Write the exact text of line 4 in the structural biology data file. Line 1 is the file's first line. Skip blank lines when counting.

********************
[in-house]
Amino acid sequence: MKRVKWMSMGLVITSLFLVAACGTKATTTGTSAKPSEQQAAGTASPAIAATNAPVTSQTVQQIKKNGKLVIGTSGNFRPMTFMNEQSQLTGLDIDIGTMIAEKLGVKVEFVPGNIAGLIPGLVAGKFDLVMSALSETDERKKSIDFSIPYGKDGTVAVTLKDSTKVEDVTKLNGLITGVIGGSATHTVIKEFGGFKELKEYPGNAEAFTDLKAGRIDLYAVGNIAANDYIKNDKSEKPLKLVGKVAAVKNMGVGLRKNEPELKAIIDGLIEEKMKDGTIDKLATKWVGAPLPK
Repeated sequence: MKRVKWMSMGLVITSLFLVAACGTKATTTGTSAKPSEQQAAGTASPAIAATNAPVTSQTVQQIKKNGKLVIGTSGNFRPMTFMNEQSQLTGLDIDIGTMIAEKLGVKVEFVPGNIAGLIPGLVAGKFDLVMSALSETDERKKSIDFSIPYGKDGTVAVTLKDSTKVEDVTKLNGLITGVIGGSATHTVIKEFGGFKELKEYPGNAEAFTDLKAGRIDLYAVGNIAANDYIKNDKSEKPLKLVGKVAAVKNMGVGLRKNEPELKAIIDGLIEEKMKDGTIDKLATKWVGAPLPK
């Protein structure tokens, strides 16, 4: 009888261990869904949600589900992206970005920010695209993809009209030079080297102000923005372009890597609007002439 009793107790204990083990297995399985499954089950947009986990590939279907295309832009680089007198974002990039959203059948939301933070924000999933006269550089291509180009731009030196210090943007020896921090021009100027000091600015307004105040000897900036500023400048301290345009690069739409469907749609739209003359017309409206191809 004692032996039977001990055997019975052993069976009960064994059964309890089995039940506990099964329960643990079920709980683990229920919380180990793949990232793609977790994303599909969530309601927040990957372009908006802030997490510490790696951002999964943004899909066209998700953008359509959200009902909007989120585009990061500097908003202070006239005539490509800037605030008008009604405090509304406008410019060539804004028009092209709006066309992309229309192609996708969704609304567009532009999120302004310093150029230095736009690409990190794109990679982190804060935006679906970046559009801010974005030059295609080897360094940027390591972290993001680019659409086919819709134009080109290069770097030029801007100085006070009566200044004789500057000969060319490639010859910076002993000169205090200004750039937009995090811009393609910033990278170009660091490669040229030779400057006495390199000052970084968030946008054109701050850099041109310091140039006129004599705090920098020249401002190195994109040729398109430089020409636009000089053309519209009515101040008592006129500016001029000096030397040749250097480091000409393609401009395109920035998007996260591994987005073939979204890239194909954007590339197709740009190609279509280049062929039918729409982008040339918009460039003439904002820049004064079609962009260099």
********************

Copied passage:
């Protein structure tokens, strides 16, 4: 009888261990869904949600589900992206970005920010695209993809009209030079080297102000923005372009890597609007002439 009793107790204990083990297995399985499954089950947009986990590939279907295309832009680089007198974002990039959203059948939301933070924000999933006269550089291509180009731009030196210090943007020896921090021009100027000091600015307004105040000897900036500023400048301290345009690069739409469907749609739209003359017309409206191809 004692032996039977001990055997019975052993069976009960064994059964309890089995039940506990099964329960643990079920709980683990229920919380180990793949990232793609977790994303599909969530309601927040990957372009908006802030997490510490790696951002999964943004899909066209998700953008359509959200009902909007989120585009990061500097908003202070006239005539490509800037605030008008009604405090509304406008410019060539804004028009092209709006066309992309229309192609996708969704609304567009532009999120302004310093150029230095736009690409990190794109990679982190804060935006679906970046559009801010974005030059295609080897360094940027390591972290993001680019659409086919819709134009080109290069770097030029801007100085006070009566200044004789500057000969060319490639010859910076002993000169205090200004750039937009995090811009393609910033990278170009660091490669040229030779400057006495390199000052970084968030946008054109701050850099041109310091140039006129004599705090920098020249401002190195994109040729398109430089020409636009000089053309519209009515101040008592006129500016001029000096030397040749250097480091000409393609401009395109920035998007996260591994987005073939979204890239194909954007590339197709740009190609279509280049062929039918729409982008040339918009460039003439904002820049004064079609962009260099």